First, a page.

Acsa secures €85m French loan

first_img27 February 2009Airports Company South Africa (Acsa) and Agence Française de Developpement (AFD) have signed a long-term €85-million (about R1.06-billion) loan agreement to improve Johannesburg’s OR Tambo International Airport.According to the agreement, the loan will be repayable over 15 years, with a three-year grace period.Central terminal buildingAccording to a statement by Acsa this week, the funds will be used to finance the extension and upgrading of Acsa’s flagship OR Tambo International Airport, in particular the recently built central terminal building.“This financial support shows how international development institutions can accompany, even in critical global financial times, development processes that structure the economy,” said AFD’s Johannesburg-based regional director, Christopher Richard.As part of Acsa’s strategy to diversify its sources of funding, it has approached a number of financial institutions, particularly those that focus on long-term infrastructure development, and AFD was the first international development finance institution to support the company in funding its capital investment programme.‘Quality partnership’Acsa finance executive director Priscillah Mabelane said they were pleased that AFD had partnered with them in providing long-term funding with an appropriate structure at a time when the credit market was constrained.The agreement emphasised the quality of the partnership between France and South Africa, in particular for the support of the organisation of the 2010 Fifa World Cup and the long-term development of Africa, she said.Operating in South Africa since 1994, AFD is a French government institution set up to provide development financing especially for urban, rural and infrastructural development, as well as industry, financial systems and education.SAinfo reporter Would you like to use this article in your publicationor on your website?See: Using SAinfo materiallast_img read more

Continue reading

South Africa’s first mobile agri-lab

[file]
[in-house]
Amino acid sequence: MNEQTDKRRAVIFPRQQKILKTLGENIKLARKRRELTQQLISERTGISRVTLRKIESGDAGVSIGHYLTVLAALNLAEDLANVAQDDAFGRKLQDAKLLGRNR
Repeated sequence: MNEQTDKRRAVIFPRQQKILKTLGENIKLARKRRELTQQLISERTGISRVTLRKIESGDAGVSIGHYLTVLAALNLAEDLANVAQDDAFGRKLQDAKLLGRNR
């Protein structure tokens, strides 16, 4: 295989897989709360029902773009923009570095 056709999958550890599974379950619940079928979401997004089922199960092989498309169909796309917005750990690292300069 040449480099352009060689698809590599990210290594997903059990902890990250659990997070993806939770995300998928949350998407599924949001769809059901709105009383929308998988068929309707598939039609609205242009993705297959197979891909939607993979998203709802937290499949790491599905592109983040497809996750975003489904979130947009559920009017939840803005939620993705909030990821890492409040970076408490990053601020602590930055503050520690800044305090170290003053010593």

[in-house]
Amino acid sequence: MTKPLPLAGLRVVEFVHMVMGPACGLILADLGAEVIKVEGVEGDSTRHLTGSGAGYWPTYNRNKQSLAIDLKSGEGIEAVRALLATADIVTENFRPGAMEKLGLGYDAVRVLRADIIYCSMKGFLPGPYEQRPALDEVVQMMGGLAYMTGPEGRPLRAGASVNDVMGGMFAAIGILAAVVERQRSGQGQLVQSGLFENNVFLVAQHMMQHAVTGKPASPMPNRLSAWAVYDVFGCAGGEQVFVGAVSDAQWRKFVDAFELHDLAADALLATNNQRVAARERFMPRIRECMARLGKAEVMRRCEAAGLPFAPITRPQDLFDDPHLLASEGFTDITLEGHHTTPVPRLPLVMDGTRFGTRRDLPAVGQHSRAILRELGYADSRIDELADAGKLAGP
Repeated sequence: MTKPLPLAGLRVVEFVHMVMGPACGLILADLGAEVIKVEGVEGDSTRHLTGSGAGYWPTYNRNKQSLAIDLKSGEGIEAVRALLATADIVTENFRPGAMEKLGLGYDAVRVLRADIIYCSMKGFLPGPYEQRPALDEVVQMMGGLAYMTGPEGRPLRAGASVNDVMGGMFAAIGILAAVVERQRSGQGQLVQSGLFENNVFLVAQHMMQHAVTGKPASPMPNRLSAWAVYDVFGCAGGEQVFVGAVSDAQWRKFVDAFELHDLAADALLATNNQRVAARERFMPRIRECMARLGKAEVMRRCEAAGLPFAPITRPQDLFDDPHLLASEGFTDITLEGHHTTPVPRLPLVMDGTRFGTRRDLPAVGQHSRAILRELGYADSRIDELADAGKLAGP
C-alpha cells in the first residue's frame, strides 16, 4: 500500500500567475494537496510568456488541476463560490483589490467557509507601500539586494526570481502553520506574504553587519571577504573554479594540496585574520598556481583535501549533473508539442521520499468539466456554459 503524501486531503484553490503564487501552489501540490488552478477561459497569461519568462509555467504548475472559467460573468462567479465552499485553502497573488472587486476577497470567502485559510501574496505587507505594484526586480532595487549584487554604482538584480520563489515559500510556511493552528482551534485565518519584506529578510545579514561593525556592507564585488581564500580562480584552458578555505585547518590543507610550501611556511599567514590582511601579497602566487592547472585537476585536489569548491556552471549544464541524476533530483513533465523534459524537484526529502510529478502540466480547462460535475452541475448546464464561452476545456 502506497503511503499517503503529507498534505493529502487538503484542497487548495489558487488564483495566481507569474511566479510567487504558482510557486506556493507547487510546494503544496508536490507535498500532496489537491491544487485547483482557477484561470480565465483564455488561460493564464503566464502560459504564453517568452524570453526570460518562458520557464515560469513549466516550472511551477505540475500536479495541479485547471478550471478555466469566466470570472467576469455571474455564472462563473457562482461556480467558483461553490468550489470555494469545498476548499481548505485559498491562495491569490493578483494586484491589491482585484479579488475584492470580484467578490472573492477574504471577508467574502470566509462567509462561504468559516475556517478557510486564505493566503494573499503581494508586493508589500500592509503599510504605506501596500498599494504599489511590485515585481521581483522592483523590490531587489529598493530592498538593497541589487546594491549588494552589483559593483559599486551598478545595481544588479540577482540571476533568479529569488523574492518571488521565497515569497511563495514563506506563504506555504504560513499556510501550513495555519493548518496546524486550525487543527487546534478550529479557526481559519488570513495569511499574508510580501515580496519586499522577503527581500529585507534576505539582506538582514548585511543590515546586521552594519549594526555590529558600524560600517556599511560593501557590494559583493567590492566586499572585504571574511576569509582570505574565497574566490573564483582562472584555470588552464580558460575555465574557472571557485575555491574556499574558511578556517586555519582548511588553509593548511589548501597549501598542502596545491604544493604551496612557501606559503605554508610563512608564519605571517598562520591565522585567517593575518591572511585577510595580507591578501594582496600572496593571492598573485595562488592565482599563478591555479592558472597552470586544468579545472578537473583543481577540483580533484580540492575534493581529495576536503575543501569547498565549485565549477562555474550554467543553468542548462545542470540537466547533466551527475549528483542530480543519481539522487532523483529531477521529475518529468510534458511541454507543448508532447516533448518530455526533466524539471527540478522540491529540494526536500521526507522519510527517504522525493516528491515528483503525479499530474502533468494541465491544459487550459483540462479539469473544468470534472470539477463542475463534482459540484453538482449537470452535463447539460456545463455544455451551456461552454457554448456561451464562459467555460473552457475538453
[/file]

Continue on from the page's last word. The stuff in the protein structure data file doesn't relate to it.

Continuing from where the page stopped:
first_img11 September 2013 South Africa’s first mobile agricultural laboratory, one of the most technologically advanced in the world, will be a major boost for the country’s emerging farmers, enabling them to have their water, soil and animals tested on their doorstep. The Small Enterprise Development Agency (Seda) spent R3-million on the development of the laboratory, which was recently launched by non-governmental organisation Mobile Agri Skills Development and Training (MASTD) at the Kruger Mpumalanga International Airport outside Nelspruit. “The benefits of the lab are numerous and include bringing conformity assessment support closer to emerging farmers, giving them access to a testing facility that will help them in their farm planning and crop production,” Seda spokesperson Beverley Kgame said this week. Project manager Kevin Gambaran said the lab, with its cutting edge-range of equipment, “is definitely the most advanced agricultural laboratory in the country, and we are very proud to launch it after years of hard work”. In addition to laboratory facilities, the 20-metre Scania truck unit hosts a training facility with high-tech electronic equipment and a comprehensive one-stop support centre for small, medium and micro enterprises within the agriculture industry. Two high-definition television screens on the outside of the truck relay what is going on inside, and all laboratory equipment, barring the air-conditioners, are run with solar power. “There is an interactive training room on board and a top-of-the-range computer where research and analysis can be furthered,” Gambaran said. MASTD chairman Mathews Phosa said the laboratory would “strengthen MASTD’s hand in accelerating the growth of emerging farmers into commercial producers and beyond”. The truck adds to a fleet of MASTD vehicles which visit projects and deliver seedlings and mechanisation to farmers across the country. MASTD managing director Lynette Bezuidenhout, who leads a team of 30 full-time professionals at the NGO, said the lab would also be used for educational purposes. “The plan is also to support rural schools by taking the laboratory unit to them and demonstrating experiments by using the television screens, making students aware of basic agri-science and showing that agriculture is a worthwhile profession.” Bezuidenhout said more than 300 people were involved in the construction of the laboratory, which was hand-created and custom-made. Phosa, the former premier of Mpumalanga province, said that such developments were vital for South Africa’s economy given the dwindling number of commercial farmers in the country. “Many African and East European countries continue to lure farmers with extremely lucrative contracts. More worrying is the fact that the average age of our commercial farmers is 62. It is clear that the future of food production and rural job creation lies with South Africa’s 2.5-million emerging farmers.” Phosa added that since MASTD’s inception in 2005, the organisation had made significant inroads in uplifting emerging farmers through its business incubation system. “Last year alone, MASTD was instrumental in establishing 286 new SMMEs, creating more than 400 jobs,” Phosa, adding that the goal would be to establish laboratories in all nine provinces. Source: SAnews.gov.zalast_img read more

Continue reading